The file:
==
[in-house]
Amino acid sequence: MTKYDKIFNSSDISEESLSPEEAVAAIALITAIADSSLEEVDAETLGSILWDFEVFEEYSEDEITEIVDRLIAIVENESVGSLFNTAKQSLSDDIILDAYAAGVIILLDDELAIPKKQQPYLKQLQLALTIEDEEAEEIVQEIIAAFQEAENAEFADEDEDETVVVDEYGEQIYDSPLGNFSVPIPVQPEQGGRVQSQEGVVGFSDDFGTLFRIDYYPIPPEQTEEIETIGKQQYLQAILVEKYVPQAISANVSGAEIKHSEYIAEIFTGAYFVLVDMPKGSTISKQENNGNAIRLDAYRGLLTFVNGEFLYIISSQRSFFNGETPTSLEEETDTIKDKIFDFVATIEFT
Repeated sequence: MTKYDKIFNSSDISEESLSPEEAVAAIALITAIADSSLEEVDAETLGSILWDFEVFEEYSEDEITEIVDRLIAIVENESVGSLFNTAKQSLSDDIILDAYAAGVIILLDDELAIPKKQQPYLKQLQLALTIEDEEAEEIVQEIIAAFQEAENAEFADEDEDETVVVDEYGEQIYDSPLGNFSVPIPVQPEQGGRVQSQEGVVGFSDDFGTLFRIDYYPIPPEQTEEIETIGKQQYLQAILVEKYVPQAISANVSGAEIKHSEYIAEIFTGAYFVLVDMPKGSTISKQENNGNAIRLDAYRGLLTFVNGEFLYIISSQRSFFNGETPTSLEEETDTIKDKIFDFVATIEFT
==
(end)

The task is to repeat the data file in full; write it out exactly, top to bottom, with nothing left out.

[in-house]
Amino acid sequence: MTKYDKIFNSSDISEESLSPEEAVAAIALITAIADSSLEEVDAETLGSILWDFEVFEEYSEDEITEIVDRLIAIVENESVGSLFNTAKQSLSDDIILDAYAAGVIILLDDELAIPKKQQPYLKQLQLALTIEDEEAEEIVQEIIAAFQEAENAEFADEDEDETVVVDEYGEQIYDSPLGNFSVPIPVQPEQGGRVQSQEGVVGFSDDFGTLFRIDYYPIPPEQTEEIETIGKQQYLQAILVEKYVPQAISANVSGAEIKHSEYIAEIFTGAYFVLVDMPKGSTISKQENNGNAIRLDAYRGLLTFVNGEFLYIISSQRSFFNGETPTSLEEETDTIKDKIFDFVATIEFT
Repeated sequence: MTKYDKIFNSSDISEESLSPEEAVAAIALITAIADSSLEEVDAETLGSILWDFEVFEEYSEDEITEIVDRLIAIVENESVGSLFNTAKQSLSDDIILDAYAAGVIILLDDELAIPKKQQPYLKQLQLALTIEDEEAEEIVQEIIAAFQEAENAEFADEDEDETVVVDEYGEQIYDSPLGNFSVPIPVQPEQGGRVQSQEGVVGFSDDFGTLFRIDYYPIPPEQTEEIETIGKQQYLQAILVEKYVPQAISANVSGAEIKHSEYIAEIFTGAYFVLVDMPKGSTISKQENNGNAIRLDAYRGLLTFVNGEFLYIISSQRSFFNGETPTSLEEETDTIKDKIFDFVATIEFT